HA: I hope people think like that. That’s just the way I’m wired. I want to put out my music on the upside of life.

SLM: Do you want to talk about your painting and sculpting? How did you get started with that?

HA: I used to gravitate towards modern art and I was excited at the idea of painting. It started as a hobby but evolved into something interesting because I got inquiries from different galleries that wanted to show my work. I took that chance, people bought a couple paintings. I do that now, not as a hobby, I do it every day of my life. It’s part of me now.

SLM: You’re kind of a Renaissance man, in a way.

HA: Like I started out by saying, I’m a lucky guy. Timing plays a big success. I’ve been in the right place at the right time. I put in my time on the instrument but when that door opened for me in 1952, I was ready.

SLM: Something I like to ask every musician I talk to is: What do you listen to?

HA: I listen to various types of music. I came up through the classical field. I have a classical background. If I’m feeling a little lonely or a little down, I might turn on Ravel, I’ll listen to Daphnis et Chloe, especially the fourth movement.

SLM: What about when you’re happy?

HA: I listen to jazz. I like jazz because it’s of the moment. I think we’re all looking for freedom. We’re all looking to be free and to express ourselves freely as human beings. I think jazz resembles that.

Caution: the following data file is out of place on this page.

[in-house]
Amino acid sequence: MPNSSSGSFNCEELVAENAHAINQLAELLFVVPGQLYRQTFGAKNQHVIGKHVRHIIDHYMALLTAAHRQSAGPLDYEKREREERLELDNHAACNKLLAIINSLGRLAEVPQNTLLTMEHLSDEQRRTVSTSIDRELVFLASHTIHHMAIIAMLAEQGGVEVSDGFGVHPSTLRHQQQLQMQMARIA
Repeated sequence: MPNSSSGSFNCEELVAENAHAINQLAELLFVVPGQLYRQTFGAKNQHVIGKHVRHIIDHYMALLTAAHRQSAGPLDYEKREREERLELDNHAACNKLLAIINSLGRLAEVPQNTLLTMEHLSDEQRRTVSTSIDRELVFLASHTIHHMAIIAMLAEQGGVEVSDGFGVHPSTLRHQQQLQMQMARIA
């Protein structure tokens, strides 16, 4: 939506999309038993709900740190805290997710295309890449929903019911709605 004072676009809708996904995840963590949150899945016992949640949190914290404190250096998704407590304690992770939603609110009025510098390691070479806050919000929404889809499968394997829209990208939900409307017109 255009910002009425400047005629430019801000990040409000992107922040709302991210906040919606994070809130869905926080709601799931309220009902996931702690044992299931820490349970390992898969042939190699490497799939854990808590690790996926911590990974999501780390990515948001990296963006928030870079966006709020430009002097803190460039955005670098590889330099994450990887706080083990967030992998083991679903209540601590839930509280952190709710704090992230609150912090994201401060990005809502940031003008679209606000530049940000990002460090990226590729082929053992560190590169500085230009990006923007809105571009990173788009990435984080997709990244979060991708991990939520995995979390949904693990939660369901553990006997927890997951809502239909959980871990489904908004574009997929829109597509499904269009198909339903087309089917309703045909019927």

SLM: Are you listening to contemporary jazz or jazz standards?

HA: Through the years I’ve had a lot of friends in jazz. Stan Getz was a friend and a genius, so was Jerry Mulligan. I knew Miles Davis. I have rubbed elbows with a lot of great musicians.

SLM: I would be remiss if I didn’t mention in the last couple minutes we have that you and the Tijuana Brass have one of the most iconic album covers of all time. People I’ve talked to who don’t know your music still know that cover.

HA: It’s funny you mention that, because in the show I’ll mention that. Everywhere I go people mention that cover. It happened to me one time, this album had been released a month and a half and this guy comes up to me and says he loves the cover, he loves the girl, he loves the whipped cream, he thinks it’s the best album he’s seem in his lifetime, blah, blah, blah. I said ‘Thank you. What about the music?’ He says, ‘I haven’t had a chance to listen yet.’ So yes, it’s been a cover that has affected a lot of people.

SLM: Did you expect that when you picked that cover?

HA: Not only did I not expect it, I didn’t even like it. When I first saw it. I thought I didn’t know if it represented the music I was making. At that time it felt like it was too risque, but obviously in today’s world it’s not risque at all.

SLM: But it was! Did you get pushback?

HA: It was all in good fun. It had a tongue-in-cheek quality to it. It really took hold.

SLM: I figure this interview is a good way to introduce people to you. So if there’s anything we haven’t touched on that you want people to know, speak now or forever hold your peace.

HA: I guarantee no one will be disappointed at the concert. The band is great. We’ve been doing it for 12 years to standing ovations every night. It’s uplifting. I think the beautiful part of music is that it transports you when you hear a beautiful song that touches you. Musicians are healers. When you go to a concert you’re in that moment of your life and that’s the beautiful thing about concerts.

 

Herb Alpert and Lani Hall play The State Room on September 19. More information available here